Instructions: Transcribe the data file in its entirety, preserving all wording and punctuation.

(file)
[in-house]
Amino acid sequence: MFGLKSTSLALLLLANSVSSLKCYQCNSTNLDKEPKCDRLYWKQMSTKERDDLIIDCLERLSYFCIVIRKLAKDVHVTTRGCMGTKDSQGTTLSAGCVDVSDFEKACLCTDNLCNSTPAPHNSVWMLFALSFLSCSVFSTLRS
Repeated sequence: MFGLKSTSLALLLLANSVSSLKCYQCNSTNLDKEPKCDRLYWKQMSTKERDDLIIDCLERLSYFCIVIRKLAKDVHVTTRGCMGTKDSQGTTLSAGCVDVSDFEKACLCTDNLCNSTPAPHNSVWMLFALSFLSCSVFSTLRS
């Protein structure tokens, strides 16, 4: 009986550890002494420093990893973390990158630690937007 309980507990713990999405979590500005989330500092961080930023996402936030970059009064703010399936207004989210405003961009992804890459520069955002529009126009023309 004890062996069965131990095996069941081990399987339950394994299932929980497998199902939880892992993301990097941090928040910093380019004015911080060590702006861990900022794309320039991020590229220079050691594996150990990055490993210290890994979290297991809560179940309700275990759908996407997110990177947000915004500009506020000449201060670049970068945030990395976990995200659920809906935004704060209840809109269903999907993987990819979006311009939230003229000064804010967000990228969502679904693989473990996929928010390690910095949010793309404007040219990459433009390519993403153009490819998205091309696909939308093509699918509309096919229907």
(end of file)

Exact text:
[in-house]
Amino acid sequence: MFGLKSTSLALLLLANSVSSLKCYQCNSTNLDKEPKCDRLYWKQMSTKERDDLIIDCLERLSYFCIVIRKLAKDVHVTTRGCMGTKDSQGTTLSAGCVDVSDFEKACLCTDNLCNSTPAPHNSVWMLFALSFLSCSVFSTLRS
Repeated sequence: MFGLKSTSLALLLLANSVSSLKCYQCNSTNLDKEPKCDRLYWKQMSTKERDDLIIDCLERLSYFCIVIRKLAKDVHVTTRGCMGTKDSQGTTLSAGCVDVSDFEKACLCTDNLCNSTPAPHNSVWMLFALSFLSCSVFSTLRS
């Protein structure tokens, strides 16, 4: 009986550890002494420093990893973390990158630690937007 309980507990713990999405979590500005989330500092961080930023996402936030970059009064703010399936207004989210405003961009992804890459520069955002529009126009023309 004890062996069965131990095996069941081990399987339950394994299932929980497998199902939880892992993301990097941090928040910093380019004015911080060590702006861990900022794309320039991020590229220079050691594996150990990055490993210290890994979290297991809560179940309700275990759908996407997110990177947000915004500009506020000449201060670049970068945030990395976990995200659920809906935004704060209840809109269903999907993987990819979006311009939230003229000064804010967000990228969502679904693989473990996929928010390690910095949010793309404007040219990459433009390519993403153009490819998205091309696909939308093509699918509309096919229907």